Dan: I added a Hellwig Sway bar and Firestone air bags before I drove to the factory to pick it up. With the air bags I got a little more bobbling than I liked so I replaced the stock shocks with a set of KYB Monomax and added a set of Hellwig Load Pro springs. Now with about 15-20 pounds in the bags just to trim up the height the drive is quite comfortable. I also upgraded the tires and wheels from the stock 3,042-pound rated 245’s to a set of 3,415 pound rated 265’s. I’ll be adding a Titan spare tire auxiliary tank this year giving me another 30 gallons on top of the pathetically small stock 26 gallon tank. Not to carry the camper, but to eliminate range anxiety out west.
TCA: Do you have any regrets in your choices? Anything you wished that you done differently?
Dan: About the only thing I wish I could’ve done different is buy a one-ton truck and save some modifications. But GM didn’t and still doesn’t have a one-ton extended cab 6-foot bed. At least the diesel 2500’s come with the same rear axle and brakes as the 3500 GM trucks.
TCA: Have you made any mistakes relating to truck camper that would help our readers?
Dan: Nothing serious comes to mind, but I will say when you winterize don’t forget the outside shower.
TCA: Which engine type do you prefer, diesel or gas?
Dan: I owned nothing but gas before I bought this truck. I had done some camping under the cap on a Toyota Tundra and didn’t care for the performance climbing the mountains out west. For any hauling, the diesel now has me spoiled and if I had to replace this truck, it would probably be another diesel. For grocery getter cars and trucks, a gas engine is fine.
TCA: What kind of mileage are you getting hauling your truck camper?
Dan: If traffic permits, I like to keep the cruise in the 63-65 mph range. On a 4,400 mile trip from Pennsylvania to Yellowstone National Park and back, I averaged just under 14 (13.97) mpg. That said, driving into a strong head wind and/or making time at 75 mph will have me in the low 12’s to high 11’s. Alternatively, on that same Yellowstone trip, I had one tank that got 16.9 mpg, but that was only half a tank with half of that spent driving 35-45 mph in Yellowstone and the other half the downhill run from the East entrance of the park into Cody, Wyoming. So weather and geography can have just as much influence on mileage as how heavy my right foot is. Empty I generally get 16-17 mpg driving mostly two lane country roads, 19-20 mpg highway if I can keep the speed under 65 mph. All hand calculated though I’ve found the computer in my truck is usually pretty close.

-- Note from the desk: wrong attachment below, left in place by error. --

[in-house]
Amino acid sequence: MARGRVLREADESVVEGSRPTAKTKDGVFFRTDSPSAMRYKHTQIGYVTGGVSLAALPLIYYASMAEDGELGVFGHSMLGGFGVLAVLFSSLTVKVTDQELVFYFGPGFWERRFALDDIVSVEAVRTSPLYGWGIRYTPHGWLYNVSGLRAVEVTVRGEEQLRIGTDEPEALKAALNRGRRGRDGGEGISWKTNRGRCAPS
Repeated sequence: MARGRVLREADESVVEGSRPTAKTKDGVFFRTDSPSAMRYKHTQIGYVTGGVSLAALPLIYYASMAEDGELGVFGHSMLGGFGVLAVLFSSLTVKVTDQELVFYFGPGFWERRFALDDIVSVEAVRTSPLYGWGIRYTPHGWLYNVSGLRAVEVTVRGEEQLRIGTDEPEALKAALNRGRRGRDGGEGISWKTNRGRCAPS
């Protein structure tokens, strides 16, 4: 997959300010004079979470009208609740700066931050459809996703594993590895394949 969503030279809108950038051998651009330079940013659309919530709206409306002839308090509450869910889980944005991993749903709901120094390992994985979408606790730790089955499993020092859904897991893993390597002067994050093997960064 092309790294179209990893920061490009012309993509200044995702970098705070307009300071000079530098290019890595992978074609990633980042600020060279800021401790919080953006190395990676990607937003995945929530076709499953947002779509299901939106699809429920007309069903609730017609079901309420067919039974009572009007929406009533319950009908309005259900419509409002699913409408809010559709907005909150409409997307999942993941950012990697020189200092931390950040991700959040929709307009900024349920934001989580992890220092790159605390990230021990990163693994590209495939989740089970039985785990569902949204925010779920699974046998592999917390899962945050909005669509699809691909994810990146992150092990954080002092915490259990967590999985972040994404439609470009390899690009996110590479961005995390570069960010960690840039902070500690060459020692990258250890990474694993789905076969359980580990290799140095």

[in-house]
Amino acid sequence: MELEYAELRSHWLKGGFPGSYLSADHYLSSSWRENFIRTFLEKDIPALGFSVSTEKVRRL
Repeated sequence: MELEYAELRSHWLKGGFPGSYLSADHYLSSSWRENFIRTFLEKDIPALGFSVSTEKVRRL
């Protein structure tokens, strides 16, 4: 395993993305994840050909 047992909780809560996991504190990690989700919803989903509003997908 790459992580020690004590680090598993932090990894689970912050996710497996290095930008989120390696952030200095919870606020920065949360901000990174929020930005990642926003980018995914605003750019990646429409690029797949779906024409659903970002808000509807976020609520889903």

TCA: What tires are you using on your truck and what inflation values do you typically run?
Dan: I’m running Toyo Open Country AT’s, a reasonably aggressive AT tread for off-roading, but still good for the long highway drives. I’m happy with them. As for the pressures, I’m running 65 psi front, and 80 psi rear.
TCA: Do you have any favorite places or trails you like to explore? What was the most difficult and challenging?
Dan: My trips are generally fly fishing destinations for trout. There’s so many places left for me to explore I don’t know that I could pick a favorite yet. I do find myself returning to the Yellowstone area frequently. My most difficult trip so far was on the Grand Mesa in Colorado. Most of the roads there were well maintained, this particular road wasn’t. It’s the only “road” I’ve been on so far where I had to get out a few times to pick my path. I passed a group of campers with quads as I pulled onto that road/trail and got lots of looks. Just as I got setup they came motoring past. I still wonder if they were checking to see if I needed a tow. To be honest, there was one muddy stretch that, had I tried to cross, I probably would have.
TCA: What are your favorite states where you like to fish?
Dan: Montana and Colorado have received most of my attention so far, with Montana getting the most. Still, I plan to explore more of Colorado, Wyoming and eventually give the fly rod a rest and check out the scenery in the desert Southwest, Utah, Arizona, etc. Meteor Crater and Monument Valley are on my bucket list.
TCA: What’s the most worrisome or scariest moment you’ve experienced during your travels?